Withholding my Bests
It's been a busy few weeks. America is far more stressful than Scotland. Most likely because I didn't have classes that counted or a job in Dundee (I actually still haven't found a job so totally willing to wash someone's cat or something). Moving to Norman has dominated most of my time. I gathered my life from what seemed like all corners of the United States, from OKC to Houston, and I still have belongings coming from Louisiana in July.
I'm in love with our little grey cottage situated on Brooks Street, only a mile from campus and a mile from Campus Corner bars. Could the location BE anymore perfect?!
I couldn't wait to move to Norman, but now that I'm permanently here, it is filled with memories from the last two years of my life. Places that once made me smile make me cringe as I drive past. There are certain CDs I don't listen to anymore. There were so many plans that are no longer going to come to fruition.
I fully trust that this change will ultimately be good. I have faith in my future, but it doesn't mean change is easy.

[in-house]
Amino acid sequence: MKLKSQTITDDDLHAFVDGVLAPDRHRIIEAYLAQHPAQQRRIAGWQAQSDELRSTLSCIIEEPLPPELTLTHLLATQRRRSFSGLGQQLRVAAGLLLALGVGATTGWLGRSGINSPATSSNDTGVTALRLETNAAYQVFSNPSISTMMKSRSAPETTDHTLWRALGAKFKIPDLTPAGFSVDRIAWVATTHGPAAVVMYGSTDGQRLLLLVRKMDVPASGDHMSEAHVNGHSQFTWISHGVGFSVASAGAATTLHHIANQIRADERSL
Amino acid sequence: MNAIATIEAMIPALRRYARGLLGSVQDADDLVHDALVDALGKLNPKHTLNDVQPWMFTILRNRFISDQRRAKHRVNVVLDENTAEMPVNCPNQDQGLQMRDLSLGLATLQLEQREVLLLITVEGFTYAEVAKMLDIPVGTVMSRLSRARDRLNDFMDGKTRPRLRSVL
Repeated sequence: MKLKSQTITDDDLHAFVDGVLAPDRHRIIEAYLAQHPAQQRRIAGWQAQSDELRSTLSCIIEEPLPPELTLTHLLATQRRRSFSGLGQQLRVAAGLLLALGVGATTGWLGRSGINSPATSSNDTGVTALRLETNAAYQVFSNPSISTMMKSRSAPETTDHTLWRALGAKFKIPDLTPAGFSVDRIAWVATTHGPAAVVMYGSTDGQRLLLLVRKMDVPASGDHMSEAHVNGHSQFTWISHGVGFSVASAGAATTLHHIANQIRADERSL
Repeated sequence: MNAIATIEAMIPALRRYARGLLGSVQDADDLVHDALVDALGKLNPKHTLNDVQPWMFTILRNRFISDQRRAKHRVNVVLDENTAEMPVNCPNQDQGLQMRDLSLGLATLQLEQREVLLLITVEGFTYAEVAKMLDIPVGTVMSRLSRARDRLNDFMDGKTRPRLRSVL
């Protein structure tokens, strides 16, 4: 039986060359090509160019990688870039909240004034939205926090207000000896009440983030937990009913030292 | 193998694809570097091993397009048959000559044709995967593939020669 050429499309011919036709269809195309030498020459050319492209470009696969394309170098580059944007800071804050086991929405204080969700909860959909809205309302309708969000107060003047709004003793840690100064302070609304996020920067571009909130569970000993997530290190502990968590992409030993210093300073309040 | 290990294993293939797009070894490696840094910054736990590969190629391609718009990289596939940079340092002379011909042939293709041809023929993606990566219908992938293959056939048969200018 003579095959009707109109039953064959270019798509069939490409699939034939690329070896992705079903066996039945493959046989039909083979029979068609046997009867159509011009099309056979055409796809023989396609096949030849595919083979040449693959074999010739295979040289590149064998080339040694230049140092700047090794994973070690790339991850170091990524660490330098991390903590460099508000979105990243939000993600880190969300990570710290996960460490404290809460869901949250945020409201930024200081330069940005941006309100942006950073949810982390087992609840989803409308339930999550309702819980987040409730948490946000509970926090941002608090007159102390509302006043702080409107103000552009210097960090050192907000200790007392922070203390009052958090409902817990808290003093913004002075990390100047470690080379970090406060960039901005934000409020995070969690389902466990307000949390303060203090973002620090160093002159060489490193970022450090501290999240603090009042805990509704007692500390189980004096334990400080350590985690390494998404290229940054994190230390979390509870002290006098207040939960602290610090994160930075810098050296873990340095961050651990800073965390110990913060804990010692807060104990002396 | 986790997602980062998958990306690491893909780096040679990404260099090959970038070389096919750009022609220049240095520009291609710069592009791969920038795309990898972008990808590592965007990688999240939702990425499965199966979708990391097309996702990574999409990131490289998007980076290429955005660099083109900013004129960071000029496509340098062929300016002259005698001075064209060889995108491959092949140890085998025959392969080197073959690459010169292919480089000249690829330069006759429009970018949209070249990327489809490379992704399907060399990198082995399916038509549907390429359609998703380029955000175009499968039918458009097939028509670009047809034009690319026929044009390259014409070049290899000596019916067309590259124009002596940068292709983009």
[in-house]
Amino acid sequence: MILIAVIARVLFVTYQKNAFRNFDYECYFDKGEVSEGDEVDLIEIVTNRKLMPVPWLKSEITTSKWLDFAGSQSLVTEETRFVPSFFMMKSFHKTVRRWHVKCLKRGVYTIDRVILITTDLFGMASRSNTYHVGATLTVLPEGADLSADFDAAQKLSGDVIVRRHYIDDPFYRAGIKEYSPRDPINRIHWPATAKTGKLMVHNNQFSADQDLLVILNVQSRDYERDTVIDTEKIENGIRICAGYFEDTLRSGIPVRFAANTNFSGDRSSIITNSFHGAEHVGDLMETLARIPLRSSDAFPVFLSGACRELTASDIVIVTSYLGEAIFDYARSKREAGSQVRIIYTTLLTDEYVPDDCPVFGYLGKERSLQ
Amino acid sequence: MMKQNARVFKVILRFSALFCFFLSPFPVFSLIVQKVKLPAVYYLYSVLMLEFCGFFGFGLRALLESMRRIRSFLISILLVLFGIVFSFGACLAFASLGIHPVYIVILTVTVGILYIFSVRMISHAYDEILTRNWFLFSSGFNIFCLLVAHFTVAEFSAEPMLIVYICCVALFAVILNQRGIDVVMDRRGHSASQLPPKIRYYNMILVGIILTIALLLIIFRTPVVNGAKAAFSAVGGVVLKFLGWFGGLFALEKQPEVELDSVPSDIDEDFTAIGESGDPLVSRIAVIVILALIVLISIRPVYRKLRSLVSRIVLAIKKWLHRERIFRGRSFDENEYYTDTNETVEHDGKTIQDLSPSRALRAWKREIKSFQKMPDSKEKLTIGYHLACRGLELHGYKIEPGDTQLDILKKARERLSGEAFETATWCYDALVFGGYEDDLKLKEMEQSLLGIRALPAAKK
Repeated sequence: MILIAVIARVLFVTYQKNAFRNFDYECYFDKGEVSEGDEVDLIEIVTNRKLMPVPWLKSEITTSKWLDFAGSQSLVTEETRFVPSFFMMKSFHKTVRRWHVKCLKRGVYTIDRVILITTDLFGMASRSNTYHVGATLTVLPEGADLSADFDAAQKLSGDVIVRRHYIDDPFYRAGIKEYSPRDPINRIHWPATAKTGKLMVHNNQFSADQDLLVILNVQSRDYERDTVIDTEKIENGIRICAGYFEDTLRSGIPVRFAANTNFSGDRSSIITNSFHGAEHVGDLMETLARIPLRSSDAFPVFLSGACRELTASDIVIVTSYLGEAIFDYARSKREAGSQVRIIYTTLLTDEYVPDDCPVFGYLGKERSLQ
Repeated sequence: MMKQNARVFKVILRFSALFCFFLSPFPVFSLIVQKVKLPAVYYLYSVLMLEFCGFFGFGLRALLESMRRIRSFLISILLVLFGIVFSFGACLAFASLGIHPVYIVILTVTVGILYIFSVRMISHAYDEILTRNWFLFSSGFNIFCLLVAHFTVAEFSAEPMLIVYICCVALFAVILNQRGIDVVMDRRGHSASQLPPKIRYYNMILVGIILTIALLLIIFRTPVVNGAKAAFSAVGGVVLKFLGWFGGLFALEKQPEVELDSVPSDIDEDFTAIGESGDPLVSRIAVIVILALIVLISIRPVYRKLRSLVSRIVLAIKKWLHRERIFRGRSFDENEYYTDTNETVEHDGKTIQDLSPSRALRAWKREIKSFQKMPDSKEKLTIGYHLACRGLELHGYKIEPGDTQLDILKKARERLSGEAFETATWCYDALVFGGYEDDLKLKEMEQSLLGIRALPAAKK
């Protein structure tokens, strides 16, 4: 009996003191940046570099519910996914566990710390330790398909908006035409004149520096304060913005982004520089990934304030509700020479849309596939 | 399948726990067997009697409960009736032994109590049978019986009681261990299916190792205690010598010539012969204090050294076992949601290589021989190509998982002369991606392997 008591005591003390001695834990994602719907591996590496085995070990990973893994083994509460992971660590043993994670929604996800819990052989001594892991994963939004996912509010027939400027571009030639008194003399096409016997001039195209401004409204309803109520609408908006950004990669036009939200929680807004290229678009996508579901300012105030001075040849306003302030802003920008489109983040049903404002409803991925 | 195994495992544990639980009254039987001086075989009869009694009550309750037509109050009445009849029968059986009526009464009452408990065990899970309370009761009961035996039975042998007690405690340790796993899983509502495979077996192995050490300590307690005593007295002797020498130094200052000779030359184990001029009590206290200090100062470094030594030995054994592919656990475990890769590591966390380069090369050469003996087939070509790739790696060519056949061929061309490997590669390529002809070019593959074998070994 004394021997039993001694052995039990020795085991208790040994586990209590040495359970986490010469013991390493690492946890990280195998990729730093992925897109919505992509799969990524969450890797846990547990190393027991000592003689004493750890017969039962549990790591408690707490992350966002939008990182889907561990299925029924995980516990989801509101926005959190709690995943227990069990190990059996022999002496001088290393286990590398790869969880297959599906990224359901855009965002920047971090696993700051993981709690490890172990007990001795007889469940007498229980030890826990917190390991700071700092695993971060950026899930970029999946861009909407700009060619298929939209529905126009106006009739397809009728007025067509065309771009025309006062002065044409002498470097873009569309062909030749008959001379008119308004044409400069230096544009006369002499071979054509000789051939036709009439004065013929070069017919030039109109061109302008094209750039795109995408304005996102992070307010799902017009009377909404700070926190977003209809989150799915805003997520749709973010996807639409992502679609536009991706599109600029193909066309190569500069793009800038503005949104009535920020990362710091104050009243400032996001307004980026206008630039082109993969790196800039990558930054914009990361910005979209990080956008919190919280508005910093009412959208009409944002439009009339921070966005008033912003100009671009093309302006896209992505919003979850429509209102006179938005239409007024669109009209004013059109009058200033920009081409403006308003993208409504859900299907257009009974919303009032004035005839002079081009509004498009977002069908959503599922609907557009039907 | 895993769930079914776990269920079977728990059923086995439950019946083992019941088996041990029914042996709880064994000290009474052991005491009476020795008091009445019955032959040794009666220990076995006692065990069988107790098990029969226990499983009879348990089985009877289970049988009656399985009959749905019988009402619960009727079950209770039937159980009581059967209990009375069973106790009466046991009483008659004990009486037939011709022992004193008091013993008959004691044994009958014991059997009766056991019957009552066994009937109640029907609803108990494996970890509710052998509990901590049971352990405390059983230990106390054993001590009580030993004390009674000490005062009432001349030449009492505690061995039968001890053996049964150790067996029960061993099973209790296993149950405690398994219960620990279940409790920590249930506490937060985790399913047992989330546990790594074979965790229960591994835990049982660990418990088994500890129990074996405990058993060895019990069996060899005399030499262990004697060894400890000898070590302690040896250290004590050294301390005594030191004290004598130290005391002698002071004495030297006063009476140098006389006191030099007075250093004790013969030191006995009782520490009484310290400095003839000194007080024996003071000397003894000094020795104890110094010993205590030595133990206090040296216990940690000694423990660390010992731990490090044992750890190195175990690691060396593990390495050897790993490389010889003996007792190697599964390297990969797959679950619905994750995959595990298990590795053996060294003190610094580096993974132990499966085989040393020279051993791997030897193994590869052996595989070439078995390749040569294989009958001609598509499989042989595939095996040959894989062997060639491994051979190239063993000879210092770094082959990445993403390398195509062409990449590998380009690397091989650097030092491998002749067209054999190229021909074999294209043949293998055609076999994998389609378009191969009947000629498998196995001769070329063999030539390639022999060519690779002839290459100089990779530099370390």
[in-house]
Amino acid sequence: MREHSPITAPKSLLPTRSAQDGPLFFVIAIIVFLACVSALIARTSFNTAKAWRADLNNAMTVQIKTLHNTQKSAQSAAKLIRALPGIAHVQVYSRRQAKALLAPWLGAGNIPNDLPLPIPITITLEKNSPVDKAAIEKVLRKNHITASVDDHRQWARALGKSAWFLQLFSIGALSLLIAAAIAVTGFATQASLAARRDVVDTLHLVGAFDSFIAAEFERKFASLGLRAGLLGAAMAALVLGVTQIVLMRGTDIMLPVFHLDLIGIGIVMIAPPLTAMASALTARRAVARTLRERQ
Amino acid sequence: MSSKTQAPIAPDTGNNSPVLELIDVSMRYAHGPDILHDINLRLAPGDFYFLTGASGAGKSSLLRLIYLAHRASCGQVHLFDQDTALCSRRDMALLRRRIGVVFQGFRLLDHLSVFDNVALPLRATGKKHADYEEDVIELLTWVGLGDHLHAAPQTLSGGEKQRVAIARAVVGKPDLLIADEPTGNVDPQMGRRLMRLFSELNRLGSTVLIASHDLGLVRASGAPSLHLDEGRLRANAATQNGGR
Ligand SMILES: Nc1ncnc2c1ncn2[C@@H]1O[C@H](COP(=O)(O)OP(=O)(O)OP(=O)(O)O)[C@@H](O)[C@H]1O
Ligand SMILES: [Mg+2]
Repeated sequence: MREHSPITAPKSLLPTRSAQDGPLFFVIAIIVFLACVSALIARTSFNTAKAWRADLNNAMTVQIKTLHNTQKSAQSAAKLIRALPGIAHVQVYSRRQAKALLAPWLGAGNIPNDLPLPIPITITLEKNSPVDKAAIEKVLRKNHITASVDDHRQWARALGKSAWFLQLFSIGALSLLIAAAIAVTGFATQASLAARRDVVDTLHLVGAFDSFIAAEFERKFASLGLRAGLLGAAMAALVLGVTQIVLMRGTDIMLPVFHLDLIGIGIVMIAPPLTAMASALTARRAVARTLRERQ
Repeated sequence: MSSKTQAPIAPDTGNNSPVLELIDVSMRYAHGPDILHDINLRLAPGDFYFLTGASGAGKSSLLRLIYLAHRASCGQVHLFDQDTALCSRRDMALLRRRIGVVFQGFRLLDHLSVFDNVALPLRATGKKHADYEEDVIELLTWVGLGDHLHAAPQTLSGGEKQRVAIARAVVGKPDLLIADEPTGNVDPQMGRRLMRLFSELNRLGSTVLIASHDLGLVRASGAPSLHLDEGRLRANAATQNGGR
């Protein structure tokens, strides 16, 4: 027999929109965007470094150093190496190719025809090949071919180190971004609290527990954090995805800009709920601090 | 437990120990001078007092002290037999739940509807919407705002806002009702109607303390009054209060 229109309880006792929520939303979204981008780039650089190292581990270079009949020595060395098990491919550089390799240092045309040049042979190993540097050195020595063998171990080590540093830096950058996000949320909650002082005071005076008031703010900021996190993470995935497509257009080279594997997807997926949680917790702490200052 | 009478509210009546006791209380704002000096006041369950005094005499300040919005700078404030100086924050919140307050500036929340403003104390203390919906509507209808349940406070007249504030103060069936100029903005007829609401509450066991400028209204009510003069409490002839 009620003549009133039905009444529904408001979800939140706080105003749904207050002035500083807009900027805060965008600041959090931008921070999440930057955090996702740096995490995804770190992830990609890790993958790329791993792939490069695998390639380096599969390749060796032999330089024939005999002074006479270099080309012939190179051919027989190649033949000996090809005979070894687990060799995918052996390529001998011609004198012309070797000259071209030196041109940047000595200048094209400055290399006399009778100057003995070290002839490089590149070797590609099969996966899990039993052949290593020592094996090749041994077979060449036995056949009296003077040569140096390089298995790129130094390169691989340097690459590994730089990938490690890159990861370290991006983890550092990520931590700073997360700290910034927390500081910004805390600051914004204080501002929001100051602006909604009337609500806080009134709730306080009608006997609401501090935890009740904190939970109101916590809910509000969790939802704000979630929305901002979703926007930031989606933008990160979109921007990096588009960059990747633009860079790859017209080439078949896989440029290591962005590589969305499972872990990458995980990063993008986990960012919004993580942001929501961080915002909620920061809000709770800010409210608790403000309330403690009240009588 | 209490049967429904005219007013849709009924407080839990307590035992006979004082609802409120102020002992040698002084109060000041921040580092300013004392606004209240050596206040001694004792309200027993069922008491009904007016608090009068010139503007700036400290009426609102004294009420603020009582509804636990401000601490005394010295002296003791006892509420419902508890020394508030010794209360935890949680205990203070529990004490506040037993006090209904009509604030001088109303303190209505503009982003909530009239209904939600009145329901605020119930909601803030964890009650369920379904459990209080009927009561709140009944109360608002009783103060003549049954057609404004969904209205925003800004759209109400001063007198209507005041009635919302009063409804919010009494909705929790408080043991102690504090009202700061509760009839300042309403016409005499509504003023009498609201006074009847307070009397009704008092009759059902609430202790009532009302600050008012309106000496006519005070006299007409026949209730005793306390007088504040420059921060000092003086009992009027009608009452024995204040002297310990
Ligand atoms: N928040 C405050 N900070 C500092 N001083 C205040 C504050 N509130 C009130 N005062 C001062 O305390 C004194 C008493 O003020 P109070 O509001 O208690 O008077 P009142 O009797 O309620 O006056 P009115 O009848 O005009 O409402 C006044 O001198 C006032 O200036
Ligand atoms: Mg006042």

My grandmother sent me a book in the mail titled "In the Garden of Thoughts" and there is one in particular that has resonated with me recently.
"It is time to go and leave the past behind. Exile the thoughts of painful memories. You have learned what they have taught you."
It is a good reminder for me. Some memories may sting now, but I have many more beautiful ones to make here in Norman and beyond. What I used to think were the best days of my life were just the beginning of better days. My friend Nimesh and I had a really interesting talk on whatsapp while we were both under the influence of prescription drugs and I think it has sober relevance.
To sum up, he reminded me of the dangers of labeling anything or anyone "best." I am very free with the adjective, using it to describe anything from people to pasta, and while there are worse things in the world, it is unfair to the future. Who's to say the best isn't yet to come? I don't want to limit my future by declaring the present as best.
I hope I am constantly striving for best, but appreciating each life stage as better than the one prior.
Just because it isn't best doesn't deem it worst.
I've struggled with "getting over" Dundee and my time there. It's especially hard because my relationships with the friends I met are not limited to my time there, but instead stretch into my future and I wouldn't want it any other way.
But I need to stop thinking of my time Scotland as the best in my life. It likely was the longest series of good days, to use Nim's words, I've had in a long time, but I choose to refuse to limit my best life to one single semester. A Very Lucky Girl deserves a better best.